Recent enhancements to the island that started in January of 2010 will continue through the end of this year. Several new island activities have been added since the project began including more than 16 wave runners, kayak rentals and an eco-adventure boat tour around the island. These are in addition to the existing snorkeling; floats; inflatable hippo slide; and parasailing.

The second phase of enhancements includes an arrival/departure pavilion, additional bar facilities; several comfort stations; a band stand; cruise program activity area; private beachfront cabanas; a kid’s play area; straw market; and beach volleyball courts. The beachfront will continue to be expanded on the island’s west end.

cruise line private islandsHalf Moon Cay, Bahamas This Holland America Line island (now also a Carnival island) was originally called Little San Salvador Island and has been rated as “Best Private Island” by Porthole Cruise Magazine. An international bird sanctuary in the Bahamas, the beauty and serenity of Half Moon Cay is unique.

There are a variety of exciting and new activities to choose from while exploring this privately owned paradise. You can go horseback riding on the sand and through the surf, take a stingray adventure, visit the Half Moon Lagoon Aqua Park, hike a nature trail or simply relax in an air-conditioned, private beachfront cabana.

cruise line private islandsPrincess Cays, Bahamas is Princess Cruises private island on the south side of Eleuthera Island about 30 miles from Nassau. Princess Cays guests will find equipment for many beach activities. Water sports fans can choose from water craft such as sailboats, catamarans, paddle wheelers, kayaks, and banana boats, while those who wish to explore the island’s coral reef can rent gear for snorkeling.

Floating mattresses are available for lazily drifting in the sun, and several protected swimming areas are available on both the north and south beach areas. Beachside, reggae and calypso music set the mood, and guests can enjoy a game of volleyball or basketball, or choose to relax with a hammock, beach chair or under an umbrella.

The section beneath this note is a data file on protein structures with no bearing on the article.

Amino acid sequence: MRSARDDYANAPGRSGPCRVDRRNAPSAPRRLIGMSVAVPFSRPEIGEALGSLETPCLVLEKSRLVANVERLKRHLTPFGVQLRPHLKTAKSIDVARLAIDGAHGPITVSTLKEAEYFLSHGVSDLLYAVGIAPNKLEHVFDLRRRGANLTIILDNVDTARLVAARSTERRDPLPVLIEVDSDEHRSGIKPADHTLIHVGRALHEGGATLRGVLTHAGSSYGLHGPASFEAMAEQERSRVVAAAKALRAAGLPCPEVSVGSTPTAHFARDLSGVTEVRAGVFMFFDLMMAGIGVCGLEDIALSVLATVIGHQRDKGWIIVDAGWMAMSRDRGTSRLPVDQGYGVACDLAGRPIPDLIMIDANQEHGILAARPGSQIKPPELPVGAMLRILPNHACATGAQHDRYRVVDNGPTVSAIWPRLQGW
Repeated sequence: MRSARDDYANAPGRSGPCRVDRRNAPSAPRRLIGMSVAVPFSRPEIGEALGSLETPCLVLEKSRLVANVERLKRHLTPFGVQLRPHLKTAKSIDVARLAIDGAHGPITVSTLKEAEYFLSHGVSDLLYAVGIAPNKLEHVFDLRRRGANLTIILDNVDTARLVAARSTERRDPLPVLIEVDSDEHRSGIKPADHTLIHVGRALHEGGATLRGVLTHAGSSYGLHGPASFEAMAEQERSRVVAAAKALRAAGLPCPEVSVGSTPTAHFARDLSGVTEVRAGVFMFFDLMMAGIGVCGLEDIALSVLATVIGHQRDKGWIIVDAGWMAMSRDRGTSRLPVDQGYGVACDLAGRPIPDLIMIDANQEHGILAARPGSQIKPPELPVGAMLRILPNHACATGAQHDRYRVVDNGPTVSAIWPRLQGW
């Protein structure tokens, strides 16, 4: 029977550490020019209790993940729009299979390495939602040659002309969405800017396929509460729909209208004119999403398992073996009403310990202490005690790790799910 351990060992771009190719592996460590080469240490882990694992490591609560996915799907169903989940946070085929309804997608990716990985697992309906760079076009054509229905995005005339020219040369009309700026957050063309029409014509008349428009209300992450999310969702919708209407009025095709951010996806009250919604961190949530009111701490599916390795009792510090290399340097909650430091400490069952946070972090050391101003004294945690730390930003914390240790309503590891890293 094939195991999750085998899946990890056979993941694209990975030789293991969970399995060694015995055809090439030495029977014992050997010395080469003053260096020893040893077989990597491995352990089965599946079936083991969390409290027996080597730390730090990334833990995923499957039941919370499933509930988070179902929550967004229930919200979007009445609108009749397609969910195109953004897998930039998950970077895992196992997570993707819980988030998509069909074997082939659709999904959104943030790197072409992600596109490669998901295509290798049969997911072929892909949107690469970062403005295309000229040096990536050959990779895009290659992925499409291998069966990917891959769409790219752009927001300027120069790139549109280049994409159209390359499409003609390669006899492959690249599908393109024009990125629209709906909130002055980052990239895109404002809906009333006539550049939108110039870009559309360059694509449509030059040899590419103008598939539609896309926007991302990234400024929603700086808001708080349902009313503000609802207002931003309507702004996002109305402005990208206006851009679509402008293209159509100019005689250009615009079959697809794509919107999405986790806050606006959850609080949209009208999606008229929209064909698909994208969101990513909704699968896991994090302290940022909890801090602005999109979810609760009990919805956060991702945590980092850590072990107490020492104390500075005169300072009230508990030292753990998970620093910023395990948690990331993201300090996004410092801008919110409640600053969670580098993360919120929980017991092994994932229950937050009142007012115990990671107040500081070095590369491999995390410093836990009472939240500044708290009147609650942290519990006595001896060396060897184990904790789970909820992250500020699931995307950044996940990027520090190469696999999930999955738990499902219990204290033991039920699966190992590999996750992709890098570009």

cruise line private islandsCocoCay, Bahamas is one of two private islands for Royal Caribbean. This one is more along the lines of other cruise lines private islands with sandy beaches (duh) and a nice hammock here and here to enjoy your island-style seaside barbecue.

Tip: When you get off the tenders, there are three beaches to go to. The first one is the biggest and the most crowded. Keep walking and you’ll find the second beach, which is a little smaller and less crowded. Keep going even further and you’ll find the third beach, which is the smallest and least crowded.

cruise line private islandsLabadee, Haiti in is the home to what Royal Caribbean calls their “private destination” and with good reason. On the north coast of Hispaniola, the secure, secluded area is surrounded by exotic foliage and mountain slopes. Guests can enjoy beautiful coral reefs, a pristine public beach as well as a very nice private beach area reserved for suite guests.

A year ago Royal Caribbean International came under close scrutiny as the line planned to visit their private destination of Labadee, Haiti shortly after a devastating earthquake rocked the island. I was on board Freedom of the Seas last January when critics said it was in bad taste for the line to have cruise passengers go ashore for fun and sun while so many were suffering on different parts of the island nation. A year later, not a lot is better in Haiti and Royal Caribbean continues to call.

cruise line private islandsCastaway Cay, Bahamas is Disney Cruise Line’s private island. Unique to Castaway Cay is that the ship docks at the island, no tendering involved, which makes for a great experience. Recently updated, this one has it all.

This is Disney Cruise Line turning an island into a theme park, complete with rides, trams to get around on, gift shops plus really good food. All other private islands pale by comparison. Really.

They should build hotels here and let people stay a while. No wonder some sailings include two stops at the popular island.